A tip section of a delta wing having an NACA 0004-65 airfoil section and a 600 leading-edge sweepback was equipped with a porous leading-edge section through which hot gas was 'bled for anti-icing. Heating rates for anti-icing were determined for a wide range of icing conditions. The effects of gas flow through the porous leading-edge section on airfoil pressure distribution and drag in dry air were investigated. The drag increase caused by an ice formation on the unheated airfoil was measured for several icing conditions. Experimental porous surface- to free-stream convective heat-transfer coefficients were obtained in dry air and compared with theory. Adequate icing protection was obtained at all icing conditions investigated. Savings in total gas-flow rate up to 42 percent may be obtained with no loss in anti-icing effectiveness by sealing half the upper-surface porous area. Gas flow through the leading-edge section had no appreciable effect on airfoil pressure distribution. The airfoil section drag increased slightly (5-percent average) with gas flow through the porous surface. A heavy glaze-ice formation produced after 10 minutes of icing caused an increase in section drag coefficient of 240 percent. Experimental convective heat-transfer coefficients obtained with hot-gas flow through the porous area in dry air and turbulent flow were 20 to 30 percent lower than the theoretical values for a solid surface under similar conditions. The transition region from laminar to turbulent flow moved forward as the ratio of gas velocity through the porous surface to air-stream velocity was increased.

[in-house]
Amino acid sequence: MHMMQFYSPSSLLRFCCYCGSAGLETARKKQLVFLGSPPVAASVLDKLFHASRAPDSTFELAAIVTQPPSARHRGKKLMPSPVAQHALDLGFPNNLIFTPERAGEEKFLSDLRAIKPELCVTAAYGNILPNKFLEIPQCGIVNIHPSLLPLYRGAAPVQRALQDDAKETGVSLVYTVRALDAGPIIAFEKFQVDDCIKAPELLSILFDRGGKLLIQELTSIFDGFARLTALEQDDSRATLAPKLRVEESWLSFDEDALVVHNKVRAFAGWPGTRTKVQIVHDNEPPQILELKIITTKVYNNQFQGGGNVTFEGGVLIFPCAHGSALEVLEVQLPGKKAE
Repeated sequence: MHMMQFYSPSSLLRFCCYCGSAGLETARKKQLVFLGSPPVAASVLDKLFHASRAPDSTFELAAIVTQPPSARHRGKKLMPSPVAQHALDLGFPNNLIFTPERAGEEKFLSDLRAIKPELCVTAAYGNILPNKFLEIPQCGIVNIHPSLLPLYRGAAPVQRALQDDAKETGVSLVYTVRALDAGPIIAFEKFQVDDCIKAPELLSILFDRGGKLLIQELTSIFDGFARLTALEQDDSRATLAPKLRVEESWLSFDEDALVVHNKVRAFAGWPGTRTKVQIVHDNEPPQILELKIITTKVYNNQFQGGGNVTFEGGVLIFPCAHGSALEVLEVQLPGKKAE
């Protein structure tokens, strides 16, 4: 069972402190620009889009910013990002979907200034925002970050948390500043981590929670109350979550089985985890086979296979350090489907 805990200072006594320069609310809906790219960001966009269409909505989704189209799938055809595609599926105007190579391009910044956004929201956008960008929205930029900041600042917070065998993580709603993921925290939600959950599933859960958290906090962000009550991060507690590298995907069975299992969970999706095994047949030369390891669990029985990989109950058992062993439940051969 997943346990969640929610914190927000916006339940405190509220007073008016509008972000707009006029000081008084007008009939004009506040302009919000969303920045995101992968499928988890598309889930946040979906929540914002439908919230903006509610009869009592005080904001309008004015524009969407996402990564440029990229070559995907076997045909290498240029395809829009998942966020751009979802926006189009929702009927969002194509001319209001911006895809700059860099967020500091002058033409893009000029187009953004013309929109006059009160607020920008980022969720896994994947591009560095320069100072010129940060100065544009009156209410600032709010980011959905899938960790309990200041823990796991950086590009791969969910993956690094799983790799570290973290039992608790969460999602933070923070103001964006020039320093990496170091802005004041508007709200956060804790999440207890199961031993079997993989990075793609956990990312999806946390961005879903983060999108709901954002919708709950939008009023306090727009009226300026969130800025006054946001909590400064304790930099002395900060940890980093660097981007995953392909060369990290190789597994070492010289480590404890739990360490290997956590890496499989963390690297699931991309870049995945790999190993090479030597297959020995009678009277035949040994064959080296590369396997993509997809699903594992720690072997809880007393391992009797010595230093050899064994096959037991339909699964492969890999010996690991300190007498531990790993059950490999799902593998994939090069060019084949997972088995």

10. Icing tunnel tests of a glycol-exuding porous leading edge ice protection system on a general aviation airfoil

    NASA Technical Reports Server (NTRS)

    Kohlman, D. L.; Schweikhard, W. G.; Evanich, P.

    1981-01-01

    Tests were conducted in the Icing Research Tunnel at the NASA Lewis Research Center to determine the characteristics of an ice protection system that distributes a glycol solution onto the leading edge of an airfoil through a porous surface material. Minimum fluid flow rates required to achieve anti-icing (no ice formation) were determined for various flight conditions and angles of attack. The ability of the system to remove ice formed on the airfoil before system activation was also investigated.

  11. A TOF-PET Detector based on Quadrant-Sharing PMTs and Optimized Leading-edge Timing Method

    NASA Astrophysics Data System (ADS)

    Wang, Yingjie; Liu, Junhui; Li, Daowu; Zhang, Tianbao; Zhang, Zhiming; Cao, Xingzhong; Wang, Baoyi; Wei, Long

    2013-06-01